Studies have shown that unsupervised pescatarian diets are associated with an increased risk of energy or nutritional deficiencies compared with flexitarian diets (1). One deficiency is iodine. Iodine is a trace element which is essential for the production of the thyroid hormones, therefore adequate iodine intake is important to avoid thyroid dysfunction and maintain normal physiological functions of the body. Iodine deficiency has re-emerged as a public health problem in women of reproductive age in the USA, Australia, and Europe, including Norway, which has been corroborated in a number of studies lately. A study showed that about half of the vegans (54%), vegetarians (51%) and pescatarians (46%) had total 24-h intakes of iodine below estimated average requirement of 100 g/day, which may increase the risk of iodine deficiency (3).
Click here to learn more about what Pescatarians can eat.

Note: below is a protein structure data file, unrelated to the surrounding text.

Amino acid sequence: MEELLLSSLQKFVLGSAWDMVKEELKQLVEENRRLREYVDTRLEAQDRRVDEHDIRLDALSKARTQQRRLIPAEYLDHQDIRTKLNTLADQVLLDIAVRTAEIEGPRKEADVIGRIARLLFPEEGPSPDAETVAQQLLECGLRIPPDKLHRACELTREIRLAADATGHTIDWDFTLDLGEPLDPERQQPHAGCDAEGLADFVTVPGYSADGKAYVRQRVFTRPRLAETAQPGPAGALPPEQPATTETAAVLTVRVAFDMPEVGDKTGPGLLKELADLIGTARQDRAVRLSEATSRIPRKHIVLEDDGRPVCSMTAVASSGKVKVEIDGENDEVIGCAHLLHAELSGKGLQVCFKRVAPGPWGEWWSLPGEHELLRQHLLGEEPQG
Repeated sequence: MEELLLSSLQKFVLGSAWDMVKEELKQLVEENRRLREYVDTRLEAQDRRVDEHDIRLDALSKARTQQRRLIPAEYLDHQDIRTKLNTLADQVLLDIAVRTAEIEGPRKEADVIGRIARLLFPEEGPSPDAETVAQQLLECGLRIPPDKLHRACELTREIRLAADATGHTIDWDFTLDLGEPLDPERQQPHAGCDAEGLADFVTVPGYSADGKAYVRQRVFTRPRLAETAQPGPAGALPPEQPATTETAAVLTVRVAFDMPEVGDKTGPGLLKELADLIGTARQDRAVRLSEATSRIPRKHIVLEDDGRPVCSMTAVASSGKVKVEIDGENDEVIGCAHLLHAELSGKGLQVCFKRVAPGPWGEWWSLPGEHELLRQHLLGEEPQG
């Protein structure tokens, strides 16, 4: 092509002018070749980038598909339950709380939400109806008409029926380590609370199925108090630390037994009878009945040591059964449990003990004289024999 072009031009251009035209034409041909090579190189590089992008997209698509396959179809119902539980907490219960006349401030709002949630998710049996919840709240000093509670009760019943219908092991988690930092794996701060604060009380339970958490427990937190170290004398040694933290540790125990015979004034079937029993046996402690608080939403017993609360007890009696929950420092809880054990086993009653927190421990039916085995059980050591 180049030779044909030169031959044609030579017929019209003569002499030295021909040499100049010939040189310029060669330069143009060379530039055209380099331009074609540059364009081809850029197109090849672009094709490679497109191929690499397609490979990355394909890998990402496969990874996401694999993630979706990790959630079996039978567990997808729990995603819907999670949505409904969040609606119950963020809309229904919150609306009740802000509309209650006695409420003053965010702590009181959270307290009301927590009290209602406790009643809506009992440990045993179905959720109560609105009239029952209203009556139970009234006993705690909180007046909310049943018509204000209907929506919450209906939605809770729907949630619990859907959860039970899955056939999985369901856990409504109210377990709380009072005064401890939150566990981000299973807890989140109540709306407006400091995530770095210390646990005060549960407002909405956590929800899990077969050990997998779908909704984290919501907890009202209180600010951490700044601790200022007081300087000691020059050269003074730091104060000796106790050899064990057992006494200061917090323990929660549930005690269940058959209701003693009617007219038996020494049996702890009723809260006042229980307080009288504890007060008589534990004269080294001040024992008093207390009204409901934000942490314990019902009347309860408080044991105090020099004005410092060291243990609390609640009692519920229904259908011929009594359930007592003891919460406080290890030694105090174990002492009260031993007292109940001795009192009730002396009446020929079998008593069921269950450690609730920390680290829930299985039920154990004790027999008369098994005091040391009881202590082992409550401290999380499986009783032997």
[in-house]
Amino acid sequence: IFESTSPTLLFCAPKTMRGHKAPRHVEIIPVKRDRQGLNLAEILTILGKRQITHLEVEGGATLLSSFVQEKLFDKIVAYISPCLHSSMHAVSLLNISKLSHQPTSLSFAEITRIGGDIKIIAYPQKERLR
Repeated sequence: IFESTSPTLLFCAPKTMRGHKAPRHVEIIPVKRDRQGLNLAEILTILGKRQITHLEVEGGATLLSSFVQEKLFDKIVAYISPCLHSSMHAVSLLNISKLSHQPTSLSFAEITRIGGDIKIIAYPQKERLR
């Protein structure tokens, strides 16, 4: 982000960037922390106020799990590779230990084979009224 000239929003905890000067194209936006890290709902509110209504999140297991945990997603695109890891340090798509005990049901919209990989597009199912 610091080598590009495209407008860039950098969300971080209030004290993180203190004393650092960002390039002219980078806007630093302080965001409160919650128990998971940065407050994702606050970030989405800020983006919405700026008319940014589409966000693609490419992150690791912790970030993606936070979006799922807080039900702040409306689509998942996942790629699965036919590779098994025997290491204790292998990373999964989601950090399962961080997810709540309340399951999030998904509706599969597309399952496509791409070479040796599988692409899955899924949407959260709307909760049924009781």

In this brief guide, we answered the query, “How to eat a pescatarian diet? “and discussed the pros and cons of the pescatarian diet.
- Moreno, Luis A., et al. Perspective: Striking a Balance between Planetary and Human Health—Is There a Path Forward?. Adv Nutr, 2022, 13, 355-375.
- Parra-Soto, S., Ahumada, D., Petermann-Rocha, F. et al. Association of meat, vegetarian, pescatarian and fish-poultry diets with risk of 19 cancer sites and all cancer: findings from the UK Biobank prospective cohort study and meta-analysis. BMC Med, 2022, 20, 79.
- Groufh-Jacobsen, Synne, et al. Vegans, vegetarians and pescatarians are at risk of iodine deficiency in Norway. Nutrients, 2020, 12, 3555.
- Kim, Hyunju, et al. Plant-based diets, pescatarian diets and COVID-19 severity: a population-based case–control study in six countries. BMJ Nutr Prev Health, 2021, 4, 257.
- Fox, Nick, and Katie Ward. Health, ethics and environment: A qualitative study of vegetarian motivations. Appetite, 2008, 5, 422-429.